Guest blog: The Relationship Between Heritage and Health

What’s heritage got to do with mental health?

Quite a lot, actually. We all have mental health, just as we have physical health and we can all look after our mental wellbeing, just as we can look after our bodies. Whereas eating five a day, getting a little exercise and sleeping well are all familiar elements in keeping physically fit, there are things we can do to look after our mental wellbeing too.

Quay Place

Our vision for Quay Place is for people to meet here, perhaps discover something they didn’t know – either about themselves or about the story of the church and the Ipswich waterfront – and maybe connect with something old or new.

We all have an emotional need for community and to feel part of something which is bigger than ourselves. The heritage of Quay Place enables that need to be met as we discover how we are all part of the larger story of St Mary-at-the-Quay, the docks and the rest of Ipswich.

Understanding the Connection

Our lives are intertwined with those of the people who came before us, even if we have only recently moved to the area or are just visiting. Just as we have physical needs for food, drink, sleep and movement, we have emotional needs too.

These can include:

  • Security - a safe territory and an environment which allows us to develop fully.
  • Attention - to give and receive it.
  • A sense of autonomy and control - being able to make choices over our school, work or home life.
  • Emotional connection - to know that at least one other person accepts us totally for who we are, “warts 'n' all”.
  • Feeling part of a wider community - being part of something bigger than ourselves.
  • Privacy - having the opportunity to reflect and consolidate experience.
  • A sense of status and respect within social groupings.
  • Feeling competent at something and enjoying a sense of achievement.
  • Meaning and purpose -  which comes from being stretched in our thoughts and actions.

If all our emotional needs are being met, we stand the best chance of remaining mentally healthy. If one or more of our emotional needs is not met, we are in danger of becoming stressed and if our stress is not addressed, we are likely to become mentally ill.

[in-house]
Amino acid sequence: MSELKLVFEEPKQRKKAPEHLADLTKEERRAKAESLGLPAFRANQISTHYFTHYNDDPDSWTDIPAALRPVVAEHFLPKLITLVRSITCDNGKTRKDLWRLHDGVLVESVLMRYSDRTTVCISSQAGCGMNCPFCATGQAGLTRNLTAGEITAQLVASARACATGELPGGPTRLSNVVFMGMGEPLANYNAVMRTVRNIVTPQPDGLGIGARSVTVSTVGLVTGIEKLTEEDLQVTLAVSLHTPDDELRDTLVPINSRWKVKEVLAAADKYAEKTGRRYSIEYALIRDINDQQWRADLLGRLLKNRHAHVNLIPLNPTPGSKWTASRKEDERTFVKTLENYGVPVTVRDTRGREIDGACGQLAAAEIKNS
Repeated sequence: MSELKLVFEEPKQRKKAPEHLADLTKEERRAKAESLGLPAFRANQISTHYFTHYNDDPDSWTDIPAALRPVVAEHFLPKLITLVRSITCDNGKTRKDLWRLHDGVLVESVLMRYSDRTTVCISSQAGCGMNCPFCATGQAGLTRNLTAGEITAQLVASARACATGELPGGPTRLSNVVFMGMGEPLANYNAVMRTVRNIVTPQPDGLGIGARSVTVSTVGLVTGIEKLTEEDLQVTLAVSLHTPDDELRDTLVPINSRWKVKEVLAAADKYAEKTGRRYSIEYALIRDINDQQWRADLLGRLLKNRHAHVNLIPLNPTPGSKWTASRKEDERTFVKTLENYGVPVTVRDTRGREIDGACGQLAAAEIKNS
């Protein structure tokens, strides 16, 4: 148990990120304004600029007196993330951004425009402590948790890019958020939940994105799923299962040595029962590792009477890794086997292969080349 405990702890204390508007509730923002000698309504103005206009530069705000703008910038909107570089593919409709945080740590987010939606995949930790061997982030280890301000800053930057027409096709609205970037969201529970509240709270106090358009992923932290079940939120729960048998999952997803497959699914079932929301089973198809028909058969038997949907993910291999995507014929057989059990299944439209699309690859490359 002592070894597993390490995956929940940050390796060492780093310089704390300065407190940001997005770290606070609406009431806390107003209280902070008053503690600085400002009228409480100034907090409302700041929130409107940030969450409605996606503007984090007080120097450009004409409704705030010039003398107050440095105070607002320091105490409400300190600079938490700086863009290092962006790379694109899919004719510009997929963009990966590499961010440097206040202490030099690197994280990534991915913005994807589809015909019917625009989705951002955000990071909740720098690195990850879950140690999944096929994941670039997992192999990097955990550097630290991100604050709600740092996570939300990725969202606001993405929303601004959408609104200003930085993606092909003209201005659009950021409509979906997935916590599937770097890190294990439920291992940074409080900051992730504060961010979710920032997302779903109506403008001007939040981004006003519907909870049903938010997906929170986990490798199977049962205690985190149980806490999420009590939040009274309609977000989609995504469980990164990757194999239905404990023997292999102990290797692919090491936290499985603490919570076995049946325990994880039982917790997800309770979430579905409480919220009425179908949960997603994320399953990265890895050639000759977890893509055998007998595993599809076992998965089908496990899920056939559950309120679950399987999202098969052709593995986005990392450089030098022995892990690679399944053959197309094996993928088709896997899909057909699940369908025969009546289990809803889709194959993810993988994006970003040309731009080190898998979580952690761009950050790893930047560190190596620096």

Just as nature has given us emotional needs which must be met, it has also given us innate resources – skills that we are born with and which develop as we grow – to help us meet our needs.

These include:

  • The ability to develop complex long-term memory, which enables us to add to our innate knowledge and learn.
  • The ability to build rapport, empathise and connect with others.
  • Imagination, this enables us to; predict the future, focus our attention away from our emotions, use language and problem solve more creatively and objectively.
  • Emotions and instincts.
  • A conscious, rational mind that can check out our emotions, question, analyse and plan.
  • The ability to 'know' — that is, to understand the world unconsciously through metaphorical pattern matching.
  • An observing self - that part of us that can step back, be more objective and be aware of itself as a unique centre of awareness, apart from intellect, emotion and conditioning.
  • A dreaming brain that defuses emotional expectations that were not acted out the previous day.

Quay Place and your Mental Wellbeing

At Quay Place we have used the heritage of the building, the surrounding area and the people that pepper the history of the church to come up with various ways in which you can meet your needs.

For example, our rope boards enable you to learn a new skill – tying fishermen’s knots – to stretch yourself and achieve something new.

You can gain more of an understanding of your place in the timeline of Ipswich and St Mary-at-the-Quay using our A-Z and the Time Table.

Get some privacy by sitting in the café and enjoy a drink or something to eat, or perhaps by sitting in the quiet sanctuary in the corner of the church.

And, of course, we want people to host training or business meetings in one of our meeting rooms to inspire the imagination of your guests in our uplifting environment.

What you can see today at Quay Place is just the beginning of our plans to support wellbeing through heritage. Each month we will focus on one of our emotional needs and plan activities accordingly.

This November is movement month – we have a physical need to move, not just to get exercise but also to burn off cortisol - the stress hormone, which plays a vital part in our mental wellbeing.

So now you have a reason to come to Quay Place every month - to find out what’s going on, and to learn about emotional needs and the link between heritage and wellbeing.

Jon Neal - Suffolk Mind

In March 2017, The Churches Conservation Trust, in partnership with Suffolk Mind and Future for Religious Heritage, are holding the Health and Heritage Conference. The event will explore the powerful relationship between mental health and wellbeing, and heritage, museums and the historic built environment.

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